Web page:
General advice on cement: A common cause of cracks in structures and linings (e.g. in tanks, dams, waterways, wells) is errors in mixing and applying the cement. First of all, it is important that only pure ingredients are used: clean water, clean sand, clean rocks. The materials have to be mixed very thoroughly. Secondly, the amount of water during mixing needs to minimal: the concrete or cement needs to be just workable, on the dry side even, and not fluid. Thirdly, it is essential that during curing the cement or concrete is kept moist at all times, for at least a week. Structures should be covered with plastic, large leaves or other materials during the curing period, and kept wet regularly.

Specific advice: Simplify construction methods while getting a more robust end product in a safer fashion. Pre-cast concrete rings can be used, but is more easily done with a cutting foundation ring and curved concrete blocks, some of which are made from porous concrete.

Ensure that wells are dug deep enough to allow enough flow during the dry season.

For sand rivers that have a significant clay content, permeability will be low, and yields will also be low. Increased flow velocity into the well can be created by making a large gravel pack around the well shaft – this gravel pack consists of aggregate and stones (rather than the traditional type of small diameter gravel pack used in boreholes).

For where the well is made within or partially within a riverbed where it will be flooded or have floodwater beside or close to it:

  • The well shaft can be made so that it is buried within the sand, and is uncovered after each flood event for access to the water. A slab is made to cover the top ring and a manhole access cover is created for dry season access but which can be closed during a flood event. In such a case:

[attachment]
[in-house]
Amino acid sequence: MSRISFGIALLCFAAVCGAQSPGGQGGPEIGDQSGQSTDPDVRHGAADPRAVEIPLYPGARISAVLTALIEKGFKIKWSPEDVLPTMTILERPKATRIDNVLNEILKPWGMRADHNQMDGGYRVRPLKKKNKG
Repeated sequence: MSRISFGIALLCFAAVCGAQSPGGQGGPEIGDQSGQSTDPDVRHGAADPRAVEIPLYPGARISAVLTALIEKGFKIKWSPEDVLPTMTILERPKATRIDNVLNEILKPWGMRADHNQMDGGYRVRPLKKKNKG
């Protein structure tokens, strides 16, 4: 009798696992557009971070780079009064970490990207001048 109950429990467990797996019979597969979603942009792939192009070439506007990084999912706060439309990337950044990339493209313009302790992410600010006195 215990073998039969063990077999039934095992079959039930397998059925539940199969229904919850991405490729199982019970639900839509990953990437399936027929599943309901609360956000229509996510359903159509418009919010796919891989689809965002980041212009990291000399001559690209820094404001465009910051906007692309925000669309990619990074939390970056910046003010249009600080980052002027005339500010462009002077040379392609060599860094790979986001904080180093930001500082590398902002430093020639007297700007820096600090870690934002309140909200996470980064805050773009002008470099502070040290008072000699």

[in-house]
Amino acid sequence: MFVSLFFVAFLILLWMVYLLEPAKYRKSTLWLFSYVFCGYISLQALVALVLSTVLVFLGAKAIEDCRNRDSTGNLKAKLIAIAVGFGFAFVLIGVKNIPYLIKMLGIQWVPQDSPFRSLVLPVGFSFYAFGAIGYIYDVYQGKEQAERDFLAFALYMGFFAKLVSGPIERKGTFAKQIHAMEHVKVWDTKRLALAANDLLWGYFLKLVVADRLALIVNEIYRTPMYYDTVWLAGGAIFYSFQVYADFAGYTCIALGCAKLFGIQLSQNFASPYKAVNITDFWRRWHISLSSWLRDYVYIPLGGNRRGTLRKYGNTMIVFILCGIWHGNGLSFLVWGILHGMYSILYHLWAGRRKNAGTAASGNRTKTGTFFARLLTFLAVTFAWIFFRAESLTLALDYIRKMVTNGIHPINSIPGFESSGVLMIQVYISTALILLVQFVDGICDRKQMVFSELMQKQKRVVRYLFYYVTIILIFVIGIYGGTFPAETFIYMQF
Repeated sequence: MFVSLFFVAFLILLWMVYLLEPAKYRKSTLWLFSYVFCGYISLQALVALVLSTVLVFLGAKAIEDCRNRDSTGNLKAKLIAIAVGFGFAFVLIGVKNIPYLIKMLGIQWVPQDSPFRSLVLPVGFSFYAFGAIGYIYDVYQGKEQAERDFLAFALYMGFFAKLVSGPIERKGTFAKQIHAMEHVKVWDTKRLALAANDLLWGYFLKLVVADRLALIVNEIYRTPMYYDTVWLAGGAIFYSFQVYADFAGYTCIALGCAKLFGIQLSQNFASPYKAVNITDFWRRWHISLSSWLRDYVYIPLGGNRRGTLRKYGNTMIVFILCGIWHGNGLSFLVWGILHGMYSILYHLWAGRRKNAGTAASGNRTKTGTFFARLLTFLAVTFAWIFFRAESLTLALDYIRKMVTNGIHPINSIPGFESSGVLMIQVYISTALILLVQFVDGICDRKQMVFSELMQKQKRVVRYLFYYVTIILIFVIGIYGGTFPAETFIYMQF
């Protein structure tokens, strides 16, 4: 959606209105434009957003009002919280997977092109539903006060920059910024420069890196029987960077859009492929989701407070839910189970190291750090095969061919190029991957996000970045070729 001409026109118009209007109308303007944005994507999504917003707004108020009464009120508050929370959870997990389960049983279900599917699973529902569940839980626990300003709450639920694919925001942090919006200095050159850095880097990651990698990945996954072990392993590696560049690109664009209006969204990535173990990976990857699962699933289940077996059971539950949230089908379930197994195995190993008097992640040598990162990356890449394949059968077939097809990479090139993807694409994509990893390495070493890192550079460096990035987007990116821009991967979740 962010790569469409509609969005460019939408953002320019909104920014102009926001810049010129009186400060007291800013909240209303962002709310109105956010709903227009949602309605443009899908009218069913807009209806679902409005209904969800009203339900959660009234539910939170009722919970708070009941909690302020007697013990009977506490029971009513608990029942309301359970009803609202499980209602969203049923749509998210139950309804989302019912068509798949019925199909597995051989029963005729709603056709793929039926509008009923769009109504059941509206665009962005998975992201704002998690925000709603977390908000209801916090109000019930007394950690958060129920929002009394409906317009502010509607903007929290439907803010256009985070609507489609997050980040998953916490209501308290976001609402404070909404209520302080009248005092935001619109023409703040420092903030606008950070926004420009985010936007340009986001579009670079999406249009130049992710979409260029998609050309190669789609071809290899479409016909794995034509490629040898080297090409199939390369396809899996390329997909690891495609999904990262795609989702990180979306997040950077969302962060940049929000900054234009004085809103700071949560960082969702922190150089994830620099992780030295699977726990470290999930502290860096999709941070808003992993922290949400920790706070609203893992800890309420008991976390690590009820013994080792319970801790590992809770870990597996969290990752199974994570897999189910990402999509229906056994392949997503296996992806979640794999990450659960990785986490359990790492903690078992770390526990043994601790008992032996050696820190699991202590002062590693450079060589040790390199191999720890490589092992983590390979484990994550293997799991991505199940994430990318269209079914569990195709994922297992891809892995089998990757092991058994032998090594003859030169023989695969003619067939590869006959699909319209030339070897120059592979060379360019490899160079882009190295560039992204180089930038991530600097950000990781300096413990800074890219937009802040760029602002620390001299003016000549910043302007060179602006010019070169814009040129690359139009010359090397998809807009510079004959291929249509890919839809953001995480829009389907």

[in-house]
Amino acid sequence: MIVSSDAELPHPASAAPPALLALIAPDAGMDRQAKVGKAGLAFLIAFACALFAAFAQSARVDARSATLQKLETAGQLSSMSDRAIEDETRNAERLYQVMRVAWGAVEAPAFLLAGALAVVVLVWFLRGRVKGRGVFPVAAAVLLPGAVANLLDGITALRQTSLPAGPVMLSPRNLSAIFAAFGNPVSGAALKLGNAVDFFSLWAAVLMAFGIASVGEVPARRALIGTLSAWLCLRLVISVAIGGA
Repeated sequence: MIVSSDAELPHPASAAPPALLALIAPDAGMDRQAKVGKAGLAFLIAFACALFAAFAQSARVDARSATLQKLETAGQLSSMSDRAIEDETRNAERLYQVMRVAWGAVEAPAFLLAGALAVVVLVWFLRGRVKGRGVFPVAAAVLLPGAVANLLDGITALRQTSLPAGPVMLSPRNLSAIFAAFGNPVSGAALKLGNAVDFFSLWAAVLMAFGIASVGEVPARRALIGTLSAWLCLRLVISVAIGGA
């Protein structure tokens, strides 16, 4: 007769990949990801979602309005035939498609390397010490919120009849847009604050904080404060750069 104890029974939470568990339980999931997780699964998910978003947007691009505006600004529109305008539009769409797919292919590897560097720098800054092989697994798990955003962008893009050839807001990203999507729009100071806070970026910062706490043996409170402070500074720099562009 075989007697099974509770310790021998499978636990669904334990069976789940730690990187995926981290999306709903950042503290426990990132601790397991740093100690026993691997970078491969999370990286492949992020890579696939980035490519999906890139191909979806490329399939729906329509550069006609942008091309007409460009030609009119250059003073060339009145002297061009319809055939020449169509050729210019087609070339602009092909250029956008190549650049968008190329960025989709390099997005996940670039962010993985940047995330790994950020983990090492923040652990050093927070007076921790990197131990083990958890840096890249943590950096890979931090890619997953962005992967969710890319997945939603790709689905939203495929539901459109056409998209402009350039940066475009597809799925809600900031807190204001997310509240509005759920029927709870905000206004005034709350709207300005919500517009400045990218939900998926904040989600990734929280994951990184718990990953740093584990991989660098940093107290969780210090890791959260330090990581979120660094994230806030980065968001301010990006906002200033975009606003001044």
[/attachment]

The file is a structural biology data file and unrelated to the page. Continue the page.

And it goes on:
• The top of the ring should be ideally 1.5 metres minimum from the riverbed surface. This is so that:
  1. There is at least a minimum of infiltration that occurs from surface water during the wet season when the river is flooded
  2. That there is less chance that the well shaft and pipework will be washed away in a flood event. Sand becomes mobile to a certain depth which differs for different rivers but has been recorded to be normally between 0.66 and 2 metres in seasonal riverbeds.
  • The well shaft can also be made so that it protrudes from the riverbed sand level. A slab is made to cover the top ring and a manhole access cover is installed for dry season access. In such a case:
    • The well shaft needs to be protected – a hydrodynamic well head should be constructed to minimize damage from floodwater and the debris it contains. This well head has a shape of an upturned boat which deflects water and debris in the floodwater. The manhole cover opens in the upstream direction so that it closes when the floods arrive.
    • Such a construction is probably best suited to riverbeds of low porosity and permeability where sediments have some stability and little is transported in floodwater, otherwise damage to the well could easily take place.

The use of porous concrete in part of the section of the well shaft which is underwater can help increase flow velocity into the well. Porous concrete is made using a of 1 : 1 : 4 (cement : sand : aggregate) and can be used for curved blocks or also for a central portion of any pre-cast concrete ring. Also perforated pointed steel pipes can be driven horizontally into the aquifer using a jack – this can also increase flow velocity into the well.

Manuals, videos and links

  • Well revival effort sees many other benefits A community drive to revive wells in Mokhla talab near Udaipur results in water security for longer periods of time as well as making leaders out of women.
  • Experiments with 'community wells' Mobilized farmers in Dhule, Maharashtra, show how communities can use groundwater as a common resource in an organised and collective manner.
  • Water from dry riverbeds. Advises how to survey a river and much more. Danish International Development Assistance (Danida). 2006.
  • Hand-dug well equipment. Covering well auger survey, well digging, dewatering and desludging kits. Oxfam Water Supply Scheme for Emergencies.